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BMC Immunol. 2007 Mar 30;8:4.

Serum from mice immunized in the context of Treg inhibition identifies DEK as a neuroblastoma tumor antigen.

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Department of Pediatrics, Medical College of Wisconsin and the Children's Research Institute, Children's Hospital of Wisconsin, Milwaukee, WI 53226, USA. <>



We have developed a cell-based vaccine that features the expression of both CD80 and CD86 on the surface of a murine neuroblastoma cell line. The cellular immunity induced by this vaccine is enhanced by treatment with antibody that interferes with T-regulatory cell (Treg) function and we report here that immunization combined with interfering with Treg function also produces a profound serological effect. Serum from mice immunized with our cell-based vaccine in the context of Treg blockade was used to screen a cDNA expression library constructed from the parental neuroblastoma tumor cell line, AGN2a.


Serum from mice vaccinated in the context of Treg blockade identified a number of potentially oncogenic transcripts that may serve as important immune targets in a tumor-derived cDNA library screen. This novel approach identified far more candidates than could be seen with serum derived from vaccine-treated only, Treg-depleted only, or tumor-bearing mice. The most commonly identified tumor-associated antigen, using serum from immunized and Treg-depleted mice, was the DEK oncogene. Altered expression of the DEK oncogene has been implicated in a number of human cancers. Importantly, we were able to demonstrate that the DEK oncogene also induces a T cell response.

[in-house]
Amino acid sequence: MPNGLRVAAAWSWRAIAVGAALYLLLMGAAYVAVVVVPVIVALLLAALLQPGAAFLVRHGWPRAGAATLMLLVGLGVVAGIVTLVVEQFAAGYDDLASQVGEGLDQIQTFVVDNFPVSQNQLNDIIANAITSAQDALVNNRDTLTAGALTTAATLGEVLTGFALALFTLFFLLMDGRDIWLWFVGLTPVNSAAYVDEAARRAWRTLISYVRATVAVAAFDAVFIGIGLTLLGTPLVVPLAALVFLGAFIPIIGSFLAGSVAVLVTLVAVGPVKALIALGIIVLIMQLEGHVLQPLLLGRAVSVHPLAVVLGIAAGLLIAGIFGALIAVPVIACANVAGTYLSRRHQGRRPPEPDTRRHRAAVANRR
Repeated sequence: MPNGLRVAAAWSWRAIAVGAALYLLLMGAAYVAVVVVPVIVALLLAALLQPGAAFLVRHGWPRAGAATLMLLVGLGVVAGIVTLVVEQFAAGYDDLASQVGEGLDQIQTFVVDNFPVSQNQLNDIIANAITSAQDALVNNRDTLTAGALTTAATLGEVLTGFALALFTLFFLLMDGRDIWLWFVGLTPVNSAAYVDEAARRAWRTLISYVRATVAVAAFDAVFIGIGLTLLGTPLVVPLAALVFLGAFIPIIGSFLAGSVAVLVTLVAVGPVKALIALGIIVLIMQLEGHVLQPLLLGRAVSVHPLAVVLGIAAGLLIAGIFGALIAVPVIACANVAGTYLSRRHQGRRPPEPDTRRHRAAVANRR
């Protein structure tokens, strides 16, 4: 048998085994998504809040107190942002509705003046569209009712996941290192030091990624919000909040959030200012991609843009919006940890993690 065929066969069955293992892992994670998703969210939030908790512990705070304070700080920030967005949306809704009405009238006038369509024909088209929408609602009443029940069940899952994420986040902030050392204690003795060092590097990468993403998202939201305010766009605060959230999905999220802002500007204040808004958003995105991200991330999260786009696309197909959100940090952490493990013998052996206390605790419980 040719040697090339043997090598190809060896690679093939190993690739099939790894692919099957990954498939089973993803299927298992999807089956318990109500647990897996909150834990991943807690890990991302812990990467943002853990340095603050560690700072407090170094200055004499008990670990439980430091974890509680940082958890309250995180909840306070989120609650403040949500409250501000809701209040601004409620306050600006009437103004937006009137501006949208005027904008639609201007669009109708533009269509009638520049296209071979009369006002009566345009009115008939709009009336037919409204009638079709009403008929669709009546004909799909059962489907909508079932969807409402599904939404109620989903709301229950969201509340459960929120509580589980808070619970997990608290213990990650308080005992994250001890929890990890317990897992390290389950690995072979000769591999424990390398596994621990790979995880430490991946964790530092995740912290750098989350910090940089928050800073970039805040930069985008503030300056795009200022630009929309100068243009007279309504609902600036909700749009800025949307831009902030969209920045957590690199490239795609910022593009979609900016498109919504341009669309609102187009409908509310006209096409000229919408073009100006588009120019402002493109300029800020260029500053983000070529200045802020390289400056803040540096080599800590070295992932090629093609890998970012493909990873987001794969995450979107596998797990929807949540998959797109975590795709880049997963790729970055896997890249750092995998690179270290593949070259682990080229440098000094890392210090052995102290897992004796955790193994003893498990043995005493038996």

The use of post-vaccine immune serum in this report differs from previous approaches where serum collected at the time of cancer onset or diagnosis and was used for tumor antigen identification. We hypothesize that the use of diagnostic serum samples may be inadequate for the clinical translation of this approach, and that identification of protective immunogenic tumor antigens may require the use of serum from post-treatment or vaccinated subjects. The identification of DEK as a tumor-associated antigen capable of eliciting a T cell response validates our experimental approach and argues for the antigens we have identified here to be evaluated as targets of effector immunity and as vaccine candidates.

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